Sunday, October 14, 2007

Bernard and Ségolène

...and Nicolas, of course. How is French foreign policy developing, now that it is around five months that Nicolas Sarkozy was elected president of the Republic and appointed Bernard Kouchner as foreign minister?   In June, as I mentioned in a previous post,  there was some activity regarding Africa.  In mid-July, Kouchner launched an initiative on Lebanon,  inviting leaders from the various factions to a meeting near Paris and planning to go to Beirut himself on the 28th.  Kouchner prepared for this with a visit to Tehran (BBC World Service).

Then, it was Iraq. On 19 August, I noted, "Kouchner in Baghdad!" (This I saw initially on the iraqslogger.com website, which I had just got around to looking at; when I looked next time a few weeks later, it had gone  subscription-only.)  The French media speculated that Sarkozy had probably informed Bush when they met during Sarkozy's trip to the US and that France might be able to use its influence with Iran. Kouchner later denied that France had received US permission for the visit..

And so it continued, with Kouchner on 28 Aug. giving an interview with Newsweek, writing 'What France can do in Iraq' in The International Herald Tribune (August 26, 2007).

Then it was la rentrée (return of normal political activity) in France. On 11 Sept., I heard part of an interview with Kouchner on Europe 1. On 13 Sept., there was an opportunity to hear a Kouchner interview in English, on the BBC  (details are here). Here he insisted on continuing to talk about Iraq, even when the interviewer tried to move him on to Darfur: "People want to forget about Iraq..." ... "Who wants to forget?" ... "Many people - because they were against the war, as we were, because it is too difficult..." 

Finally, on 19 Sept., he was the morning guest on France Inter, where he had the usual 10 minutes of interview, followed by about 20 minutes of questions from listeners, like he had featured on in 2006, before he was a minister. He made many of the same points on Iraq as he had in the BBC interview: the international community needs to get involved, for example building up the justice system; there had been a UN resolution in early-August; but there was no question of European troops replacing American.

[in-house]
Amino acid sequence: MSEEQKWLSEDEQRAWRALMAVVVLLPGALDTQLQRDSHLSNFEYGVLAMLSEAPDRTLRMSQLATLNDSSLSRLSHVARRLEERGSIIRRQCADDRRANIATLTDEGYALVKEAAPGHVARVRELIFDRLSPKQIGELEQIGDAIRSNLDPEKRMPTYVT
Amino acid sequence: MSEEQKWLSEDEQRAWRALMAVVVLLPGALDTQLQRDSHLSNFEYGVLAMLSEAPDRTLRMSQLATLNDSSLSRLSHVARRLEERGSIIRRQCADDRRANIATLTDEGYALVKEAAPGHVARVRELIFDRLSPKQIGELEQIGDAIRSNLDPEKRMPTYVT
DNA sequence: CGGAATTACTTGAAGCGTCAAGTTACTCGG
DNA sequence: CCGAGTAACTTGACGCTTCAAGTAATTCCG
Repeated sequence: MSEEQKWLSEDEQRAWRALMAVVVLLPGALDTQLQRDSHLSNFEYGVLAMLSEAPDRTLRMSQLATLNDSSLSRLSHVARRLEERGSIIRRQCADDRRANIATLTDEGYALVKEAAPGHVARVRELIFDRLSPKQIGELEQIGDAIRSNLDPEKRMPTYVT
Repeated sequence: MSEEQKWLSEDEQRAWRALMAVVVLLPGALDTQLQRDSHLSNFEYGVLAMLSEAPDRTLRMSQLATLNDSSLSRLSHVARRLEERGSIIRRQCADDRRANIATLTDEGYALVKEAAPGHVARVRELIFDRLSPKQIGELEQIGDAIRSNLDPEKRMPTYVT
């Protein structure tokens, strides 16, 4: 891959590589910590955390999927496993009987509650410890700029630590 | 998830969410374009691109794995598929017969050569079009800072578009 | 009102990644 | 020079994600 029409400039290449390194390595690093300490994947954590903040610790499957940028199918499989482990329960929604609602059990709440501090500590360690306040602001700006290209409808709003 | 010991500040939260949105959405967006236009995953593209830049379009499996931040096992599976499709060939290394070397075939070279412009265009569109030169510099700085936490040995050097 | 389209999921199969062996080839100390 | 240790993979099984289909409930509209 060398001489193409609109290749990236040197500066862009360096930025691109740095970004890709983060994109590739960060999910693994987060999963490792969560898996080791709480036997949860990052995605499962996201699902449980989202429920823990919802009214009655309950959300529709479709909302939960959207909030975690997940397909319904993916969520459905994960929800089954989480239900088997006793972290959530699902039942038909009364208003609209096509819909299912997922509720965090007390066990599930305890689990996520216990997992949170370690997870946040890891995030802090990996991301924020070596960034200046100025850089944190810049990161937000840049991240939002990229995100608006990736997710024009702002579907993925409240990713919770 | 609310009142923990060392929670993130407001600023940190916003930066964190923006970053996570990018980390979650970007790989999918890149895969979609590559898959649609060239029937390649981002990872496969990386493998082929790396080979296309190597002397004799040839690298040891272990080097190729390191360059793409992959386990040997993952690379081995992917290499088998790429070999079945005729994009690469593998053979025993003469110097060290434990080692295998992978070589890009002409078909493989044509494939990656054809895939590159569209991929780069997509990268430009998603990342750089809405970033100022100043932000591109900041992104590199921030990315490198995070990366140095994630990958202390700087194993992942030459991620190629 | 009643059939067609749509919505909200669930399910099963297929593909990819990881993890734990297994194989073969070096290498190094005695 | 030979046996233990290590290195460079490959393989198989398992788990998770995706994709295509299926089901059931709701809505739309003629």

Accused of being in favour of the intervention in Iraq, he of course referred back to the article he wrote shortly before the 2003 war. There he argued for getting rid of Saddam Hussein by peaceful and multilateral methods, "as had just been done in Kosovo". As for the claims that he was pro-war, he says, it is like bells that you pull and it rings for years afterwards (ce sont des sonnettes qu'on accroche et puis ça tintent quelques années après). (*)

It was pointed out that the means used in Kosovo were hardly pacific, since they involved bombardment from the air. But Kouchner was allowed to get away with claiming that they were multilateral. But there was no UN resolution for the intervention in Kosovo either. There were differences: in 1999, it was only the Russian veto that stood in the way; in 2003, there was the French veto as well as the Russian and it was likely that the US and Britain would not even have obtained a majority on the Security Council to gain a moral victory, which as we all know don't count anyway. But of course an action is "multilateral" if France is in agreement with it. Otherwise, not.